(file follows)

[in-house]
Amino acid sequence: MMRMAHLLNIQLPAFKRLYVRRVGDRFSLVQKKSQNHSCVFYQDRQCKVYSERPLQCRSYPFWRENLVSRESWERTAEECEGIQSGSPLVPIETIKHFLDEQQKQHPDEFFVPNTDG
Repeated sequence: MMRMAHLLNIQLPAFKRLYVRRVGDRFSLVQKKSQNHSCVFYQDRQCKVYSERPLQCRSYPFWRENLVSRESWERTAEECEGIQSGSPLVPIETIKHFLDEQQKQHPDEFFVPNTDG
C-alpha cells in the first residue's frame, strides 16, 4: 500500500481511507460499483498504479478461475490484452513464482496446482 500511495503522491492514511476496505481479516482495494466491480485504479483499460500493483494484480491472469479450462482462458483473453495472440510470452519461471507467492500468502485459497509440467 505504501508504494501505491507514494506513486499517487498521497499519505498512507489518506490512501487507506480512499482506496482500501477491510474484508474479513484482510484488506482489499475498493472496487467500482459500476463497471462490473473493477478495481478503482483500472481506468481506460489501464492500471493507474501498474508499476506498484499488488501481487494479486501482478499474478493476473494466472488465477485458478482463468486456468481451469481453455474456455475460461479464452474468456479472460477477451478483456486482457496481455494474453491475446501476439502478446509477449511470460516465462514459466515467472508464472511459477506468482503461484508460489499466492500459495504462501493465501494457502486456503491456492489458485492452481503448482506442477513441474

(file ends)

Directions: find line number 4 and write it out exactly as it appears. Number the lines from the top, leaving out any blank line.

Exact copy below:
C-alpha cells in the first residue's frame, strides 16, 4: 500500500481511507460499483498504479478461475490484452513464482496446482 500511495503522491492514511476496505481479516482495494466491480485504479483499460500493483494484480491472469479450462482462458483473453495472440510470452519461471507467492500468502485459497509440467 505504501508504494501505491507514494506513486499517487498521497499519505498512507489518506490512501487507506480512499482506496482500501477491510474484508474479513484482510484488506482489499475498493472496487467500482459500476463497471462490473473493477478495481478503482483500472481506468481506460489501464492500471493507474501498474508499476506498484499488488501481487494479486501482478499474478493476473494466472488465477485458478482463468486456468481451469481453455474456455475460461479464452474468456479472460477477451478483456486482457496481455494474453491475446501476439502478446509477449511470460516465462514459466515467472508464472511459477506468482503461484508460489499466492500459495504462501493465501494457502486456503491456492489458485492452481503448482506442477513441474